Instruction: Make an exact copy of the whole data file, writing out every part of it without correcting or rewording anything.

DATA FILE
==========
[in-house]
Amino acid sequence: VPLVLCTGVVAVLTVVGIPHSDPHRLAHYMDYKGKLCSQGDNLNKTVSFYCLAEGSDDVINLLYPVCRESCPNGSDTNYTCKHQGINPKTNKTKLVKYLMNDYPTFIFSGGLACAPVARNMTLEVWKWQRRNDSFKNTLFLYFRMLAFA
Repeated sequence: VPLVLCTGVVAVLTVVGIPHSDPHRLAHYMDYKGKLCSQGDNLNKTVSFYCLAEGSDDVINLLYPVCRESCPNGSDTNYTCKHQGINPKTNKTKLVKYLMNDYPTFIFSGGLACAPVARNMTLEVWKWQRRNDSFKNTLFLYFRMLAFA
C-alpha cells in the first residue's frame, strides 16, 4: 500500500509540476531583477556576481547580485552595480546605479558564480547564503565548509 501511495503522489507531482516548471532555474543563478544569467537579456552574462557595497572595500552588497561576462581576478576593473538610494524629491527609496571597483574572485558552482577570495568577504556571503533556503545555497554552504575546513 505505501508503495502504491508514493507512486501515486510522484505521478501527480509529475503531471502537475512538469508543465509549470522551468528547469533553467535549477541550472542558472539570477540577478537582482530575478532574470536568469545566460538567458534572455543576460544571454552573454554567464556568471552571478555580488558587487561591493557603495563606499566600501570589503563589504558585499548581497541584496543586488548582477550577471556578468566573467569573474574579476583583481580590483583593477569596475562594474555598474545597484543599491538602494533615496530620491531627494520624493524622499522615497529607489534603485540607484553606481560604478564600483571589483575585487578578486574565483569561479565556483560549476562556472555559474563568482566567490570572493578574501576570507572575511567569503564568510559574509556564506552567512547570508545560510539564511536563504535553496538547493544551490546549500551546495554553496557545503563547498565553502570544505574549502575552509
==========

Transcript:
[in-house]
Amino acid sequence: VPLVLCTGVVAVLTVVGIPHSDPHRLAHYMDYKGKLCSQGDNLNKTVSFYCLAEGSDDVINLLYPVCRESCPNGSDTNYTCKHQGINPKTNKTKLVKYLMNDYPTFIFSGGLACAPVARNMTLEVWKWQRRNDSFKNTLFLYFRMLAFA
Repeated sequence: VPLVLCTGVVAVLTVVGIPHSDPHRLAHYMDYKGKLCSQGDNLNKTVSFYCLAEGSDDVINLLYPVCRESCPNGSDTNYTCKHQGINPKTNKTKLVKYLMNDYPTFIFSGGLACAPVARNMTLEVWKWQRRNDSFKNTLFLYFRMLAFA
C-alpha cells in the first residue's frame, strides 16, 4: 500500500509540476531583477556576481547580485552595480546605479558564480547564503565548509 501511495503522489507531482516548471532555474543563478544569467537579456552574462557595497572595500552588497561576462581576478576593473538610494524629491527609496571597483574572485558552482577570495568577504556571503533556503545555497554552504575546513 505505501508503495502504491508514493507512486501515486510522484505521478501527480509529475503531471502537475512538469508543465509549470522551468528547469533553467535549477541550472542558472539570477540577478537582482530575478532574470536568469545566460538567458534572455543576460544571454552573454554567464556568471552571478555580488558587487561591493557603495563606499566600501570589503563589504558585499548581497541584496543586488548582477550577471556578468566573467569573474574579476583583481580590483583593477569596475562594474555598474545597484543599491538602494533615496530620491531627494520624493524622499522615497529607489534603485540607484553606481560604478564600483571589483575585487578578486574565483569561479565556483560549476562556472555559474563568482566567490570572493578574501576570507572575511567569503564568510559574509556564506552567512547570508545560510539564511536563504535553496538547493544551490546549500551546495554553496557545503563547498565553502570544505574549502575552509